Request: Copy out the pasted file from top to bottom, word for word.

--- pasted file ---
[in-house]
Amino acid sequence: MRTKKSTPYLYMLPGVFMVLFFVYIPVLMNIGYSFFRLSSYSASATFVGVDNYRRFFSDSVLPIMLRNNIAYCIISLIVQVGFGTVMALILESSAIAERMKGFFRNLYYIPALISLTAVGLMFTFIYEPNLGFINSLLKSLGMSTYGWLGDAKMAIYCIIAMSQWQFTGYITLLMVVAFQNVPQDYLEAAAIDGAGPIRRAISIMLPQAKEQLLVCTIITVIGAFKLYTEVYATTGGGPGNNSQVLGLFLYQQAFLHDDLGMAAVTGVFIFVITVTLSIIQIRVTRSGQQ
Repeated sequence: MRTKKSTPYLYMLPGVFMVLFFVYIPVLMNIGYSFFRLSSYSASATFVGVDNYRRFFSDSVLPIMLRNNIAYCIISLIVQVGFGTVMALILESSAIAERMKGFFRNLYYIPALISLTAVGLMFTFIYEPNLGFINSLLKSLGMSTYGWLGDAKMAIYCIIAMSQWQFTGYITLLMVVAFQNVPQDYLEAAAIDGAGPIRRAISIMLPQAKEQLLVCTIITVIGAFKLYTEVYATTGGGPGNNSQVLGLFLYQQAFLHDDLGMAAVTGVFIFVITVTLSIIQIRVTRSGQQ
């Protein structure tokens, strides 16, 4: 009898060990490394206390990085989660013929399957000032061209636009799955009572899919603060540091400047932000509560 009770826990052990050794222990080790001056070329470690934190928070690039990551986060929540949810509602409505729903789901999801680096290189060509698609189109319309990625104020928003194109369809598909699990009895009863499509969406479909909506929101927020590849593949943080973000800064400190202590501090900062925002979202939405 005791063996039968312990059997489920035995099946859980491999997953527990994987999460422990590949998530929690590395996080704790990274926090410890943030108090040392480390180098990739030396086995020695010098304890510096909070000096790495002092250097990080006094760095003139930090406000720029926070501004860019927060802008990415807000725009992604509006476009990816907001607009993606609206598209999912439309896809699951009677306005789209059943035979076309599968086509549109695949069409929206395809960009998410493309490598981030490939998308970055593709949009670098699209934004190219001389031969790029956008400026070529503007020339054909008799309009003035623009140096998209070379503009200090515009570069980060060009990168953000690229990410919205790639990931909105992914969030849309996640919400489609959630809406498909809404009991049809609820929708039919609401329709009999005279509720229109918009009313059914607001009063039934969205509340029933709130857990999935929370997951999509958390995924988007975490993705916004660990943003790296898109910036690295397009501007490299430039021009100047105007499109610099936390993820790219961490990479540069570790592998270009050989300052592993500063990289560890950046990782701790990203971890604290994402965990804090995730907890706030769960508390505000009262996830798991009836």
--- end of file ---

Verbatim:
[in-house]
Amino acid sequence: MRTKKSTPYLYMLPGVFMVLFFVYIPVLMNIGYSFFRLSSYSASATFVGVDNYRRFFSDSVLPIMLRNNIAYCIISLIVQVGFGTVMALILESSAIAERMKGFFRNLYYIPALISLTAVGLMFTFIYEPNLGFINSLLKSLGMSTYGWLGDAKMAIYCIIAMSQWQFTGYITLLMVVAFQNVPQDYLEAAAIDGAGPIRRAISIMLPQAKEQLLVCTIITVIGAFKLYTEVYATTGGGPGNNSQVLGLFLYQQAFLHDDLGMAAVTGVFIFVITVTLSIIQIRVTRSGQQ
Repeated sequence: MRTKKSTPYLYMLPGVFMVLFFVYIPVLMNIGYSFFRLSSYSASATFVGVDNYRRFFSDSVLPIMLRNNIAYCIISLIVQVGFGTVMALILESSAIAERMKGFFRNLYYIPALISLTAVGLMFTFIYEPNLGFINSLLKSLGMSTYGWLGDAKMAIYCIIAMSQWQFTGYITLLMVVAFQNVPQDYLEAAAIDGAGPIRRAISIMLPQAKEQLLVCTIITVIGAFKLYTEVYATTGGGPGNNSQVLGLFLYQQAFLHDDLGMAAVTGVFIFVITVTLSIIQIRVTRSGQQ
């Protein structure tokens, strides 16, 4: 009898060990490394206390990085989660013929399957000032061209636009799955009572899919603060540091400047932000509560 009770826990052990050794222990080790001056070329470690934190928070690039990551986060929540949810509602409505729903789901999801680096290189060509698609189109319309990625104020928003194109369809598909699990009895009863499509969406479909909506929101927020590849593949943080973000800064400190202590501090900062925002979202939405 005791063996039968312990059997489920035995099946859980491999997953527990994987999460422990590949998530929690590395996080704790990274926090410890943030108090040392480390180098990739030396086995020695010098304890510096909070000096790495002092250097990080006094760095003139930090406000720029926070501004860019927060802008990415807000725009992604509006476009990816907001607009993606609206598209999912439309896809699951009677306005789209059943035979076309599968086509549109695949069409929206395809960009998410493309490598981030490939998308970055593709949009670098699209934004190219001389031969790029956008400026070529503007020339054909008799309009003035623009140096998209070379503009200090515009570069980060060009990168953000690229990410919205790639990931909105992914969030849309996640919400489609959630809406498909809404009991049809609820929708039919609401329709009999005279509720229109918009009313059914607001009063039934969205509340029933709130857990999935929370997951999509958390995924988007975490993705916004660990943003790296898109910036690295397009501007490299430039021009100047105007499109610099936390993820790219961490990479540069570790592998270009050989300052592993500063990289560890950046990782701790990203971890604290994402965990804090995730907890706030769960508390505000009262996830798991009836």